A perfectly brewed cup of coffee is a magical thing. Our #brewitright blog series takes the mystery out of the process with tips and tricks for making coffee magic in your own home. This time, we’re talking about brewing and brew methods.
There are lots of different ways to brew the perfect cup of coffee at home, but here are a few of our favourites. Each works best with a different coffee-to-water ratio and a different size grind, which you can find in our brewing guidelines.
With many different sizes to choose from, French presses are a popular choice when brewing for groups. After steeping, the coffee is plunged to trap the coffee grounds at the bottom, resulting in a full-bodied coffee with bold flavour. Fun fact: In the mid 20th century, French presses were manufactured at a French clarinet factory.
A favourite of third-wave cafés around the world, this single-serving device works well with delicate coffees. Key features, including the angle of the cone, the ribbing on the sides and the large hole at the bottom, come together to produce a clean, complex brew. Fun fact: A crowd favourite, the Japanese-made Hario V60 coffee dripper gets its name from the 60-degree angle of its cone.
This highly photogenic device works well when you’re brewing for groups. Part pour-over, part French press, it produces a coffee that’s clean and intensely flavoured. Fun fact: The Chemex was invented by Dr. Peter Schlumbohm in 1941 and is on permanent display at the Museum of Modern Art (MOMA) in New York.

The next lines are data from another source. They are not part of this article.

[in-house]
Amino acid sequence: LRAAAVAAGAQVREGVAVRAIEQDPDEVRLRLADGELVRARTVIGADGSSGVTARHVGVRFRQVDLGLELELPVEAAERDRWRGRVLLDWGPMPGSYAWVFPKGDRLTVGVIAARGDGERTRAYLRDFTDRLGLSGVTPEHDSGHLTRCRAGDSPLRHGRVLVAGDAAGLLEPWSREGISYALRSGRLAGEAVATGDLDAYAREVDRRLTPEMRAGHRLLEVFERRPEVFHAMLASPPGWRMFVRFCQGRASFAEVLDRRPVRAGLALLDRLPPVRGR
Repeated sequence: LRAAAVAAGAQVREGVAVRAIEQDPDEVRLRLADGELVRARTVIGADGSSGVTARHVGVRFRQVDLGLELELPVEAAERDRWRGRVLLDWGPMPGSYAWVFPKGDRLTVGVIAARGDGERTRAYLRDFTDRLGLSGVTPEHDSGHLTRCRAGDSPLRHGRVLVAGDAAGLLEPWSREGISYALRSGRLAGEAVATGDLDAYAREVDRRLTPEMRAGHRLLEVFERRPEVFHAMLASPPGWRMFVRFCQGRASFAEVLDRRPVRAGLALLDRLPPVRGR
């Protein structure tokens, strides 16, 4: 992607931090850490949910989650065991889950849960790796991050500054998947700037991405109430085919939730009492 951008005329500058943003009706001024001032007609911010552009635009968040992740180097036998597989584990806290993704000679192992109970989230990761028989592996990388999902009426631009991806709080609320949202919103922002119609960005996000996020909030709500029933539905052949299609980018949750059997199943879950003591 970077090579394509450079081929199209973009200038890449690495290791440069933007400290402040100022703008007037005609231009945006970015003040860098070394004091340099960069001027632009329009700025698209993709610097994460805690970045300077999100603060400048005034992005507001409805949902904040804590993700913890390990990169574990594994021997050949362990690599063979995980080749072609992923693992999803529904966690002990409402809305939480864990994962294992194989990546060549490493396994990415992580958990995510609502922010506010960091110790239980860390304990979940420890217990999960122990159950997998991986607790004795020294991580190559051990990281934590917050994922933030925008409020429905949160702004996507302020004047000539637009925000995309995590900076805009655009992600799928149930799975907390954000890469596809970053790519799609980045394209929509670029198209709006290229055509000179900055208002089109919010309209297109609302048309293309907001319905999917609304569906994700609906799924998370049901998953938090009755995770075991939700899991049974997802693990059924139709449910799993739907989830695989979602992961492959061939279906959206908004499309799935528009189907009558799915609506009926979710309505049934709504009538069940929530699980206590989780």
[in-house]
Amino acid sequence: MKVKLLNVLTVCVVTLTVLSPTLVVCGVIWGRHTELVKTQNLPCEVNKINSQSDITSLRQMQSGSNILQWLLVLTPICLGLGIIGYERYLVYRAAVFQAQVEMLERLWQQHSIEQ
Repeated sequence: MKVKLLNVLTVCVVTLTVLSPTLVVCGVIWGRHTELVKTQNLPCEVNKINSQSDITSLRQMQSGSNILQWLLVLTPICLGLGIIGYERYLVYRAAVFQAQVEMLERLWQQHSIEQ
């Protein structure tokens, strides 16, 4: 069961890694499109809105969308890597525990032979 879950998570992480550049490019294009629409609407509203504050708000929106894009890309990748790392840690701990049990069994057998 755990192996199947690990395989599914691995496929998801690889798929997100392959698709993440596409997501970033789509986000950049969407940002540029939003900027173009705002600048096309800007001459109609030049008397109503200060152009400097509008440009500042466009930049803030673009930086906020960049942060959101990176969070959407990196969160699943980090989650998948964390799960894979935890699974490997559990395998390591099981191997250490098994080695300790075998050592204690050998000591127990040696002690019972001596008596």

This single-serving device is for people who enjoy experimenting with coffee to bring out different flavours. With this method, ground coffee is steeped and then forced through a paper or metal filter using a plunger. It’s a bit like a French press, except the grounds are left behind. Fun fact: The Aeropress was invented by Alan Adler, the same man behind the Aerobie flying ring.
You can brew any coffee using any brew method you like, but different methods will highlight different aspects of your beans. There are many reasons why, but contact time and turbulence both play important roles:
- Contact time measures how long your water is extracting flavour from your coffee grounds. If your contact time is too short, your coffee will be weak; if it’s too long, your coffee will be bitter and strong. Finer grinds require less contact time than coarser grinds, so the ideal contact time will vary depending on the brew method you choose.
- Turbulence refers to how much you agitate your coffee grounds during the brewing process. You might stir them with a spoon if you’re brewing with a French press, or use a kettle to move them around with water if you’re brewing with a Chemex or pour-over.
Fun fact: Coffee tastes best when just 15% to 20% of coffee solubles are dissolved in the water.
Matching Beans & Brew Methods
Our coffee team taste-tested Salt Spring Coffee’s full line of beans on different brew methods and we’ve got the results. In general, they found that the pour-over method does a great job of highlighting the delicate notes in our medium roast coffees, while the Chemex and French press draw out the richness and sweetness in our medium-dark and dark roast coffees. So, if you like to experiment, give the following match-ups a try.
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